In the June/July issue of First Things , then assistant editor John Rose reviewed a fascinating book about a certain kind of youth culture in Japan. The book was Shutting Out the Sun: How Japan Created Its Own Lost Generation by Michael Zielenziger. The culture, more a sociological phenomenon, is called hikikomori , or, as John described it, “young people who, in protest against their families and society that bred them, don’t leave their homes or, in some cases, their rooms for years.”

Zielenziger sheds some light on the spiritual dimension of this problem by contrasting South Korean culture with Japan’s. The author, who is not religious, also had to note that Christianity, especially in its evangelical form, had provided a framework for “notions of a self apart from the group,” which had helped Korean young people ward off this shutting down that some Japanese youth experience.

Needless to say there are young Christians in this country who have experienced the great gift of a renewed and reborn self by virtue of their faith in Christ, and who want to share that faith with their Japanese peers. The Navigators is a 75-year-old interdenominational youth and missions organization that has ministries planted around the world, including such exotic places as NYU , where one Megan Smith happened to be studying not too long ago.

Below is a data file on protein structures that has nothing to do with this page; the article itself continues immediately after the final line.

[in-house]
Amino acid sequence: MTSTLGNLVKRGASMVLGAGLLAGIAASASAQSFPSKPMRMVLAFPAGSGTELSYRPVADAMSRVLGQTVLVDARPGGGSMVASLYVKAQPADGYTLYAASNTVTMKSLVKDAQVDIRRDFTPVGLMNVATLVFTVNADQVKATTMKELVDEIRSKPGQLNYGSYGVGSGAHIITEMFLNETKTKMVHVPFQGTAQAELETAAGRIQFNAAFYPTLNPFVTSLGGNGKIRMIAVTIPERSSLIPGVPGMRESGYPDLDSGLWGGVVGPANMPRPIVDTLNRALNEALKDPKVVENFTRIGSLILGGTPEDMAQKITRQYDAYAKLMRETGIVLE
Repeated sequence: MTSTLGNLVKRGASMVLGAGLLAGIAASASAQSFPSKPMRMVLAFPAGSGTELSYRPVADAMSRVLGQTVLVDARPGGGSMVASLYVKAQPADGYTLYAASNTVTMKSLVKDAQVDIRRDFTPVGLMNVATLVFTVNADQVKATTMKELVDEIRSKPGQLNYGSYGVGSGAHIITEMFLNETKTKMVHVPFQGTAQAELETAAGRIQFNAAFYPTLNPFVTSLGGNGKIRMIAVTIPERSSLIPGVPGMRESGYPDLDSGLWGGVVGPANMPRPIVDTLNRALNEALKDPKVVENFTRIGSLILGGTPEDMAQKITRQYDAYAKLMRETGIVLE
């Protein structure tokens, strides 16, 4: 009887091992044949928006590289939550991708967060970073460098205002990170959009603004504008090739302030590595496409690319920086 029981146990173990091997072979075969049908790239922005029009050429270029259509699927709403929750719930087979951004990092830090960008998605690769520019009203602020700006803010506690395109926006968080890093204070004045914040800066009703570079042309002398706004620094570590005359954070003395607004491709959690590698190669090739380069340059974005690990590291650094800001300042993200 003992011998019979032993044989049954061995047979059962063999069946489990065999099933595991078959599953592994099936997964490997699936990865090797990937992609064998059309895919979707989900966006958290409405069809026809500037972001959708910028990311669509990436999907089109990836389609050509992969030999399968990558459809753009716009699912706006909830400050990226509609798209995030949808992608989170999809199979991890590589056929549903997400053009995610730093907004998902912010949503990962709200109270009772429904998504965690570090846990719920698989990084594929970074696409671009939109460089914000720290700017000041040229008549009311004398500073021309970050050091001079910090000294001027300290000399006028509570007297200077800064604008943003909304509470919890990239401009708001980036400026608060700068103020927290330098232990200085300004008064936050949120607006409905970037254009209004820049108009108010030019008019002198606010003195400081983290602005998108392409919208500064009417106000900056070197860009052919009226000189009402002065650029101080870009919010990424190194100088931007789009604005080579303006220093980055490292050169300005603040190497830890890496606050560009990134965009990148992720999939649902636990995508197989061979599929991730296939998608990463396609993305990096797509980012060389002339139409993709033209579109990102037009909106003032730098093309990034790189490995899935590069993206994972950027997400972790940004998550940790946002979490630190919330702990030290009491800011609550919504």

Megan and a group of other Navigators are in the process of raising money to fund a mission to Japan to share their faith there. Christianity has but an infinitesimally small presence in Japan, but through the dedication of young Christians such as Megan, and the work of the Holy Spirit, the Land of the Rising Sun may soon see another Son on the horizon, offering escape from a “futile way of life” (1 Pet. 1:18).

Thanks to Justin Moffatt for bringing this to my attention.

Articles by Anthony Sacramone

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